Brian Greene on Artificial Intelligence, the Importance of Fundamental Physics, Alien Life, and the Possible Future of Our Civilization

March 14th was Albert Einstein’s birthday, and also PI day, so it was a fitting day to be interviewing well known theoretical physicist and string theorist Brian Greene – the author of a number of books including, The Elegant Universe, Icarus at the Edge of Time, The Fabric of the Cosmos, and The Hidden Reality!
Think-Inc-logo2Many thanks to Suzi and Desh at THINKINC for helping organize this interview & for bringing Brian Greene to Australia for a number of shows (March 16 in Perth, March 18 in Sydney and March 19 in Melbourne) – check out for more info!

Audio recording of the interview:

About the Interview with Brian Greene

Brian Greene discusses implications Artificial Intelligence and news of DeepMind AI (AlphaGo) beating the world grand champion in the board game Go.  He then discusses physics string theory, the territory of opinion on grand unifying theories of physics, the importance of supporting fundamental science, the possibility of alien life, the possible future of our space-faring civilization and of course gravitational waves!

In answer to the question on the importance of supporting fundamental research in science, Brain Greene said:

I tell them to wake up! Wake up and recognize that fundamental science has radically changed the way they live their lives today. If any of these individuals have a cell phone, or a personal computer, or perhaps they themselves or loved ones has been saved by an MRI machine.. I mean any of these devices rely on integrated circuits, which they themselves rely on quantum physics – so IF those folks who were in charge in the 1920s had have said, ‘hey you guys working on quantum physics, that doesn’t seem to be relevant to anything in the world around as so were going to cut your funding – well those people would have short circuited on of the greatest revolutions that our species has gone through – the information age, the technological age – so the bottom line is we need to support fundamental research because we know historically that when you gain a deep understanding of how things work – we can often leverage that to then manipulate the world around us in spectacular ways! And that needs to be where our fundamental focus remains – in science!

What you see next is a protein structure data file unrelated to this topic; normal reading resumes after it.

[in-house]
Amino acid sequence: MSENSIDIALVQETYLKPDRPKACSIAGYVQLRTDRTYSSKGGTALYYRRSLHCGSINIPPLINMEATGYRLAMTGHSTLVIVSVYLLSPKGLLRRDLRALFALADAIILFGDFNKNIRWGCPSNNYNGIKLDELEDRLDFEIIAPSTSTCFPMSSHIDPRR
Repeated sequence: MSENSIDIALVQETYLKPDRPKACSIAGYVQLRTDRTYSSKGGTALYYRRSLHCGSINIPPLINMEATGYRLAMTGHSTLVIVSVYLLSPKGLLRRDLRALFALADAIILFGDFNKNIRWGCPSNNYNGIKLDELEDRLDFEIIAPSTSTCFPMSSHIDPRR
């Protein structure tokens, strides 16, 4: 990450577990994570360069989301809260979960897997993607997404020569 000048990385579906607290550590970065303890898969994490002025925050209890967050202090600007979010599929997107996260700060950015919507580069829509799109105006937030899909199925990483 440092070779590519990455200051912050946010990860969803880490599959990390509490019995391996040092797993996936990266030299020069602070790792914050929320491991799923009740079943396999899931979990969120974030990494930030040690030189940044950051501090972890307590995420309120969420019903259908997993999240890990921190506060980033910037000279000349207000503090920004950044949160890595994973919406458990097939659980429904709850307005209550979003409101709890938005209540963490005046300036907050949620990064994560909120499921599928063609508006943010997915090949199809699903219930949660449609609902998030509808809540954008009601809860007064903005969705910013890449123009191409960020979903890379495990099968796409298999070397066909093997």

Layered art of Brian Greene, background and series titleBrian Randolph Greene is an American theoretical physicist and string theorist. He has been a professor at Columbia University since 1996 and chairman of the World Science Festival since co-founding it in 2008. Greene has worked on mirror symmetry, relating two different Calabi–Yau manifolds (concretely, relating the conifold to one of its orbifolds). He also described the flop transition, a mild form of topology change, showing that topology in string theory can change at the conifold point.

Greene has become known to a wider audience through his books for the general public, The Elegant Universe, Icarus at the Edge of Time, The Fabric of the Cosmos, The Hidden Reality, and related PBS television specials. He also appeared on The Big Bang Theory episode “The Herb Garden Germination“, as well as the films Frequency and The Last Mimzy. He is currently a member of the Board of Sponsors of the Bulletin of the Atomic Scientists.


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Can Spiritual Experience be Scientifically Validated?

At a Melbourne skeptic’s meeting in Australia, theoretical physicist Lawrence Krauss was asked whether spiritual experiences could ever be scientifically validated.